The numbers just don’t make sense to me, the arbitrary differences between transfer values suggest that something is going wrong, for the “value” seems to be connected to meaningless measures.
When reported at an aggregate funding level for UK Pension Plc., deficit measures seem meaningless to the consumer. But when, (as I hope I have done in this blog), they illuminate the transfer lottery that people enter into, these absurdities seem very real indeed.
Is regulation wrong?
I am sure that the regulations as they stand are well intentioned, but they seem to have been scrambled by current economic conditions. They depend on rational markets and the Government intervention known as QE is not making for a rational market, it is forcing interest rates to absurdly low levels and forcing CETVs – for those discounting at these rates- to absurdly high levels.
If you are in a scheme that values itself against gilts you should be looking at a CETV, if you are in a scheme valuing itself against equity/gilts you should be in two minds, if you are in an equity based scheme you should leave your CETV alone.
I think this sums up the feeling of our lunch party and it is a conclusion that should have been forged in a mad-house. It suggests that the regulations are simply not working and that they are creating bizarre anomalies.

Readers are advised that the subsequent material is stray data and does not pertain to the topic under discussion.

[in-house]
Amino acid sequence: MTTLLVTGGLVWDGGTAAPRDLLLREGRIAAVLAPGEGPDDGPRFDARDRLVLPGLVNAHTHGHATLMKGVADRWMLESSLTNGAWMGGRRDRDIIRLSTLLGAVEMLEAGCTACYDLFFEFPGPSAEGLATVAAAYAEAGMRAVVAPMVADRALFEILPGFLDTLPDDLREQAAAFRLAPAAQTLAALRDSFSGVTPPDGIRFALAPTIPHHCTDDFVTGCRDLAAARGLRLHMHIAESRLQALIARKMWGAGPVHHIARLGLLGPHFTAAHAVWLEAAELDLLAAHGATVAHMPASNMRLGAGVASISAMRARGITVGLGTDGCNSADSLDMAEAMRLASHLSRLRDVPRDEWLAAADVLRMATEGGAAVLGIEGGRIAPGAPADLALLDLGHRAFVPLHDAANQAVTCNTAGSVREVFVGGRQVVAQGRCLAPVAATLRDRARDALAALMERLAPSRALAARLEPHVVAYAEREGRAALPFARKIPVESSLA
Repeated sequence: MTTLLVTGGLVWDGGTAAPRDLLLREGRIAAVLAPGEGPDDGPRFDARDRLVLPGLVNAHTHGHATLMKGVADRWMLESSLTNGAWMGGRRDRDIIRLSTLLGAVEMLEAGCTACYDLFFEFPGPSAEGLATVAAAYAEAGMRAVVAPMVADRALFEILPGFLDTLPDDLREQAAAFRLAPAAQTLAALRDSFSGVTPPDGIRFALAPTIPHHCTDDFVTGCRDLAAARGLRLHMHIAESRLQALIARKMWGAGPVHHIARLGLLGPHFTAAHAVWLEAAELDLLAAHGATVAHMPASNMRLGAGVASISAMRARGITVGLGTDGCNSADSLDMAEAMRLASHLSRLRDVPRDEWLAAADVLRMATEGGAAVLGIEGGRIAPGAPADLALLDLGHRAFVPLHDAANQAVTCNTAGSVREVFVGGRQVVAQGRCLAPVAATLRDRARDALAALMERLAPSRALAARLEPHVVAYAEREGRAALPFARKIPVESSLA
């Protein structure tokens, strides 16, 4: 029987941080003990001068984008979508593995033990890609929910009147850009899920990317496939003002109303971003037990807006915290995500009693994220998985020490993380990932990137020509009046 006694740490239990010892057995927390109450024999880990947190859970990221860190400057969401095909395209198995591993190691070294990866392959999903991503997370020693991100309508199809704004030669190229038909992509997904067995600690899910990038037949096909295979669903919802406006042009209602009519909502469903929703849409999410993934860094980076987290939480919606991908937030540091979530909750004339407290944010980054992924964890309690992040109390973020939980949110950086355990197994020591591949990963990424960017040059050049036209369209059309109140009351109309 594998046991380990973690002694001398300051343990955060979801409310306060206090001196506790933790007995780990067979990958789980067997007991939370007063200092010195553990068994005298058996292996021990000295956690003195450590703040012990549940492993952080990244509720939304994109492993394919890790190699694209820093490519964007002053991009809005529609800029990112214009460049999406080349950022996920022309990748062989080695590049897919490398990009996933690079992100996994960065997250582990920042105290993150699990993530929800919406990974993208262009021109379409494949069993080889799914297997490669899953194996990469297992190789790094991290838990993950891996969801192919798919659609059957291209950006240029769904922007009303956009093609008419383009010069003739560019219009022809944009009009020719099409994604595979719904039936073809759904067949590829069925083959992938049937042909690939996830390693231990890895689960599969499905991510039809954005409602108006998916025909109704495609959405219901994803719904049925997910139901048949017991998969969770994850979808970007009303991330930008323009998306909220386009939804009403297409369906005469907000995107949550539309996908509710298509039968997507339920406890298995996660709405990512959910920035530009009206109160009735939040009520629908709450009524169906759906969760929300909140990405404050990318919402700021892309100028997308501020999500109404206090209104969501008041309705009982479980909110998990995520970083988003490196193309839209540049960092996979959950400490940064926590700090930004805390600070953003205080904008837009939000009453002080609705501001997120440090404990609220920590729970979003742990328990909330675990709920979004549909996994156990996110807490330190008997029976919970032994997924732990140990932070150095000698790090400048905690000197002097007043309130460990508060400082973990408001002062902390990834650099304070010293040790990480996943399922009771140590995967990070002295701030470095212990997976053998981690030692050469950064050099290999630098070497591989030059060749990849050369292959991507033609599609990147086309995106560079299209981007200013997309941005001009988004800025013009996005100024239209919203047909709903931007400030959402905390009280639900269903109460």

I will come on to other ways of doing regulation in a separate blog- I am off to Bristol now!
But I’d like to leave the argument pending comments from you.. as I am not a regulator, or a lawyer and not an actuary. As I have said in previous blogs, all this stuff is so dark as to need illumination. I was illuminated in the pension play pen lunch as were others in the room.
The insights we had were not lost on the participants which included the head of de-risking of one of our major consultancies. I think his title should be changed to the head of re-risking as all that de-risking seems to do is to move risk around the table- at enormous expense to the sponsor – and to the great advantage of those people well-informed enough to know when and where to take their CETVs.